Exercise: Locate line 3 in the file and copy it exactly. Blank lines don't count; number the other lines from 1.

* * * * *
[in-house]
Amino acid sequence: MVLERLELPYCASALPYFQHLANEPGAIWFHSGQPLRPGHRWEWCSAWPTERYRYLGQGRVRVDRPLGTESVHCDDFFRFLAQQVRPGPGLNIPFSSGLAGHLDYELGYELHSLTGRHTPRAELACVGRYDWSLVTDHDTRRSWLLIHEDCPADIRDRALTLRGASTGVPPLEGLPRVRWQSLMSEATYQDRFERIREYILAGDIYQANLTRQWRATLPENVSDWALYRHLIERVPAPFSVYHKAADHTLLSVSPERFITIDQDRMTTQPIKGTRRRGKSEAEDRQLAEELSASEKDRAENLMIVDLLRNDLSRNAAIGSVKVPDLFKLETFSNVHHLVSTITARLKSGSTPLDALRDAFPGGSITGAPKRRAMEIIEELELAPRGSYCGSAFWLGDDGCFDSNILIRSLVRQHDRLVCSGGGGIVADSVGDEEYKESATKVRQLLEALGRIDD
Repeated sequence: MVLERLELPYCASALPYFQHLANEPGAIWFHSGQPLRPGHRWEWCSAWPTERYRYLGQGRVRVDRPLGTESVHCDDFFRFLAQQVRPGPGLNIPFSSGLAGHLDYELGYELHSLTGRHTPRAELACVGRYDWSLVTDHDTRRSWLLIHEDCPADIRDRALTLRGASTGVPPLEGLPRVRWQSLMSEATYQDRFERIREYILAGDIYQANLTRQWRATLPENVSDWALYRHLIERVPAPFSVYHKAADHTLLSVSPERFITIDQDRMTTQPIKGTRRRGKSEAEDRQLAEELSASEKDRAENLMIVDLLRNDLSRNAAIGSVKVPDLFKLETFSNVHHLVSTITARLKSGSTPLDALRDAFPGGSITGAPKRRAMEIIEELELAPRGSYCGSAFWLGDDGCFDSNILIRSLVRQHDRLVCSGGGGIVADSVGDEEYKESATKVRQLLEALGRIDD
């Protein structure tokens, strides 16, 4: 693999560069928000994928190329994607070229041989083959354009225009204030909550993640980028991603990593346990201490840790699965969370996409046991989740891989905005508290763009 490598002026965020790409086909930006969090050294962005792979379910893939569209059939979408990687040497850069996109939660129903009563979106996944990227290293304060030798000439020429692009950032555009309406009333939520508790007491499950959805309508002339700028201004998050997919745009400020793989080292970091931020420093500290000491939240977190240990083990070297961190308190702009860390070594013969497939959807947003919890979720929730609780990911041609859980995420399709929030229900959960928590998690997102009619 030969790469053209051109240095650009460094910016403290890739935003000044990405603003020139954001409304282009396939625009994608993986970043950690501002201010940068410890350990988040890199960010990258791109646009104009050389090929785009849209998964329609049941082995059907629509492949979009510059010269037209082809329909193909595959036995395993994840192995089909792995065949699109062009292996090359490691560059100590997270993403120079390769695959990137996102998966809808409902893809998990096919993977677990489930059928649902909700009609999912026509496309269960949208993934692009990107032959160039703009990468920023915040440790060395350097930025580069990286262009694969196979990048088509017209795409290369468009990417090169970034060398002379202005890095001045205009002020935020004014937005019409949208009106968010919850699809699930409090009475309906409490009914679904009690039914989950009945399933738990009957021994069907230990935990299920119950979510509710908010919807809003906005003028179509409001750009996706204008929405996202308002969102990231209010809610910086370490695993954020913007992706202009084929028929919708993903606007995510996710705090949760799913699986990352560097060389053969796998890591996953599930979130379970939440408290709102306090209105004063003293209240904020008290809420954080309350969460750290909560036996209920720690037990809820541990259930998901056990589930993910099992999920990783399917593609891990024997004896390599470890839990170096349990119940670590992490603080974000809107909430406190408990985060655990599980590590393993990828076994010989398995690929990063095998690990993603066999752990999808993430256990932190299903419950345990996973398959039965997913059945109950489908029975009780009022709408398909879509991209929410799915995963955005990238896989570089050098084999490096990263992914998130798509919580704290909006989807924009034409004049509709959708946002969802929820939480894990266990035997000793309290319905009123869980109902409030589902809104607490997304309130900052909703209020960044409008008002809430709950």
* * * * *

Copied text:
Repeated sequence: MVLERLELPYCASALPYFQHLANEPGAIWFHSGQPLRPGHRWEWCSAWPTERYRYLGQGRVRVDRPLGTESVHCDDFFRFLAQQVRPGPGLNIPFSSGLAGHLDYELGYELHSLTGRHTPRAELACVGRYDWSLVTDHDTRRSWLLIHEDCPADIRDRALTLRGASTGVPPLEGLPRVRWQSLMSEATYQDRFERIREYILAGDIYQANLTRQWRATLPENVSDWALYRHLIERVPAPFSVYHKAADHTLLSVSPERFITIDQDRMTTQPIKGTRRRGKSEAEDRQLAEELSASEKDRAENLMIVDLLRNDLSRNAAIGSVKVPDLFKLETFSNVHHLVSTITARLKSGSTPLDALRDAFPGGSITGAPKRRAMEIIEELELAPRGSYCGSAFWLGDDGCFDSNILIRSLVRQHDRLVCSGGGGIVADSVGDEEYKESATKVRQLLEALGRIDD